Oculus Quest is making a lot of people a lot of money – and that's great news for VR fans

Has virtual reality finally reached a tipping point? The numbers coming out of Facebook’s Oculus VR division suggest so – cash is flowing into its coffers, as user numbers soar and spend.

Following the October launch of the excellent Oculus Quest 2, business is booming on the VR headset’s storefront.

“At Facebook Connect, we shared that over 35 titles on the Quest platform had generated revenue in the millions,” said Oculus’s Mike Verdu, VP of Content in a blogpost.

“About four and a half months later, that number is now more than 60 titles generating revenue in the millions, nearly twice as many as a few months ago. 

“Put another way, that’s one in three paid apps on our store making over $1M in revenue. Developers of all sizes are seeing meaningful revenue growth on the Quest Platform, thanks in large part to Quest 2’s technical capabilities and the winning wireless form factor.”

During last week’s Facebook earnings call, CEO Mark Zuckerberg also stated that Quest 2 had been “one of the hot holiday gifts this year.” Its strong sales had pushed a large chunk of the company’s $885 million Q4 non-advertising revenue, with Facebook’s Chief Operating Officer Sheryl Sandberg stating that this year-over-year increase of 156% was “due to strong Quest 2 holiday sales.”

VR devs reaping the rewards - and so will players

Individual development teams are also doing well out of the growing interest in VR. Verdu points to Onward developer Dante:

“Onward was a multiplayer Rift game that came over to Quest and has made over $10M in revenue on Quest alone. Dante’s story—from being a one-man dev team, to building a studio and making over $10M in revenue on Quest—is a remarkable example of dev success on the platform.”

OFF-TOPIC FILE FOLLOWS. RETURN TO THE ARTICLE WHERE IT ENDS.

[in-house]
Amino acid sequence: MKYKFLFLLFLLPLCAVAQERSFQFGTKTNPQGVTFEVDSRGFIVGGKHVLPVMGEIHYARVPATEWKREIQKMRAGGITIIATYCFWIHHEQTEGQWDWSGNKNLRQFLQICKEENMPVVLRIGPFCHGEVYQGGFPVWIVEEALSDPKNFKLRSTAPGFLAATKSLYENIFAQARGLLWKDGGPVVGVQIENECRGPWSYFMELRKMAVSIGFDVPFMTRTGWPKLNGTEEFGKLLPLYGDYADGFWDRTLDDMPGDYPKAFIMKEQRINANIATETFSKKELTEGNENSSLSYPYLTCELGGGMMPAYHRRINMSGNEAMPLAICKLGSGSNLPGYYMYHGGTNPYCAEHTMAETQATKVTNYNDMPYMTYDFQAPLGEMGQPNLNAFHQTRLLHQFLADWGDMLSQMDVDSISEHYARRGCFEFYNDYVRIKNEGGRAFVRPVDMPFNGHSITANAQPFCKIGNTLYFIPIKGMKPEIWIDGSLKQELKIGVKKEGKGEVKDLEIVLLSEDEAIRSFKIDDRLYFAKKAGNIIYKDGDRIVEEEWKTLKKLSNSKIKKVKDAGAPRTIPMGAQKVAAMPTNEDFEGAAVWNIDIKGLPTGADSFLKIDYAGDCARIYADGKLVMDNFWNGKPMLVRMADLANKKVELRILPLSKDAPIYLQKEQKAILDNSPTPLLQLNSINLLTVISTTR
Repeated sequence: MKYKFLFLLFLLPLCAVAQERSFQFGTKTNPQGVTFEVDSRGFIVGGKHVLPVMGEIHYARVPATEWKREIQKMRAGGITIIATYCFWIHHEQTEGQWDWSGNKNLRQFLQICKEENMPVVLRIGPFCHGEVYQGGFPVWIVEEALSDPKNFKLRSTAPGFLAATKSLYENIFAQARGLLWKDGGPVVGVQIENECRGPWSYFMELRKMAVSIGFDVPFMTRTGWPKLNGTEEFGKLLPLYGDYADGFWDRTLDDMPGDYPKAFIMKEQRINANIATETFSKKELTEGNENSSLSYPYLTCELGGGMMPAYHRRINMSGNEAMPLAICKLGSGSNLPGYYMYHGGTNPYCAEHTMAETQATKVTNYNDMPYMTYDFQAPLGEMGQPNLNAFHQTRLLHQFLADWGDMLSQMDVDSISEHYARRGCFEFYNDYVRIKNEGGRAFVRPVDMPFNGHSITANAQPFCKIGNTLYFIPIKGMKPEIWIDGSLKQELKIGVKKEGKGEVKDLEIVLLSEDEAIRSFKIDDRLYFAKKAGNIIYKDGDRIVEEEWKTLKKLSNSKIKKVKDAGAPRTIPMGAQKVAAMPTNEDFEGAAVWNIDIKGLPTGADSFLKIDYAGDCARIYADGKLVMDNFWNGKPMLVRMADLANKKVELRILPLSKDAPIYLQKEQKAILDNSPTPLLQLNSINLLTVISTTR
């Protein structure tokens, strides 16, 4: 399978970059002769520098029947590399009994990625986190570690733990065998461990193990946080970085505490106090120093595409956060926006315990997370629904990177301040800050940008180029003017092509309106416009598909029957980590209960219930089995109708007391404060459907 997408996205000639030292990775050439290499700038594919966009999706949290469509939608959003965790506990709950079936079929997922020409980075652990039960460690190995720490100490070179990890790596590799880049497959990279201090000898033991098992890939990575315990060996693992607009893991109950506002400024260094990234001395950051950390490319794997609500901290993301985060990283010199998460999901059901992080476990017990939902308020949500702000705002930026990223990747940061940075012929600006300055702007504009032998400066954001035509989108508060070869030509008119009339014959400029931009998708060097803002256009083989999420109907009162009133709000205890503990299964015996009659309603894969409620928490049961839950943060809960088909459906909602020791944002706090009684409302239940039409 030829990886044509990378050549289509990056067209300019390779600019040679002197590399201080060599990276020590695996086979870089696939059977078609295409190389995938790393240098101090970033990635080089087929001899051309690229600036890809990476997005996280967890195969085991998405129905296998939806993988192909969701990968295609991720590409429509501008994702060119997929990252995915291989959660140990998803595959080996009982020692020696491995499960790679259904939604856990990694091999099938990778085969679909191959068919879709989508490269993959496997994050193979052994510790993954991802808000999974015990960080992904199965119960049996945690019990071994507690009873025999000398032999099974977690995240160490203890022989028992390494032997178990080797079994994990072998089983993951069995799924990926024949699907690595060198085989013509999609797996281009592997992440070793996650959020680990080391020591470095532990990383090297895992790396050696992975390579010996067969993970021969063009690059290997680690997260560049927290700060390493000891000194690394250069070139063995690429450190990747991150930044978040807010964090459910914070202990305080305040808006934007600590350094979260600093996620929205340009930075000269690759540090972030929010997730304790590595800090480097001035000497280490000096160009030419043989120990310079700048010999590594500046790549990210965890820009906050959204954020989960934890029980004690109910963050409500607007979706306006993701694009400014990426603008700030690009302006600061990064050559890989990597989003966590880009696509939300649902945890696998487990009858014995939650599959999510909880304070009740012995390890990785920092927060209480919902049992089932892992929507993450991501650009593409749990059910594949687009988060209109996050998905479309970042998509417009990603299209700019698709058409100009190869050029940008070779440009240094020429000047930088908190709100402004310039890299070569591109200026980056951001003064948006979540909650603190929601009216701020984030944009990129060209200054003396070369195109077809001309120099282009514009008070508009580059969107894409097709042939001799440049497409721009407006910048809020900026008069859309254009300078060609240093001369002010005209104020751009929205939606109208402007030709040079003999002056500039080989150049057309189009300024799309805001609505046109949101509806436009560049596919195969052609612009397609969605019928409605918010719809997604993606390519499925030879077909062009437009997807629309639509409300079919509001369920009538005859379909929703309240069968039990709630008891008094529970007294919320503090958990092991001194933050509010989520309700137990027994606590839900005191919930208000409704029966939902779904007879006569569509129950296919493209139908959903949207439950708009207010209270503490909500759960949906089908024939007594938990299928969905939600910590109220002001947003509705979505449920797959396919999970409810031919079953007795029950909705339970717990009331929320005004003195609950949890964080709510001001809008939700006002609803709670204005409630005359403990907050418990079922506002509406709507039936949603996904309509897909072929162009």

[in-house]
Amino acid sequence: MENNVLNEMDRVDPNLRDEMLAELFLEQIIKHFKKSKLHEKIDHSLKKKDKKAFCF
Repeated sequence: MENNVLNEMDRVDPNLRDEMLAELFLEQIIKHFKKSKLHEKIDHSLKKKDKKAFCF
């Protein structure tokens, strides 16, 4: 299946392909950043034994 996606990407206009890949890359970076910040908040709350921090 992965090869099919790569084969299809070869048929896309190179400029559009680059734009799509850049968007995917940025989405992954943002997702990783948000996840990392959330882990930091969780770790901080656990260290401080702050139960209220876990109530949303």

The post also notes similar success for the makers of Population:One, Five Nights at Freddy's: Help Wanted, Supernatural, FitXR and Beat Saber.

It’s encouraging stuff. Not only is it great to see hardwork pay off for developers with hard cash, but it grows confidence in Oculus (and by extension, VR) as a platform. With a healthy and engaged player base, you can expect to see more adventurous VR experiences developed, and more developers willing to take a chance on the platform. Established names and franchises can join the fray, without their gatekeepers believing their work is being sent out to die in a void.

It’s no wonder then that Zuckerberg alluded to an incoming Oculus Quest 3 headset arriving sooner rather than later. 

We’ve been skeptical in the past over whether or not virtual reality would ever reach a mass audience, but the numbers now are starting to show that it’s possible. Finally, virtual reality may have its mainstream platform – and we can’t wait to see what sort of experiences and hardware leaps that will drive.

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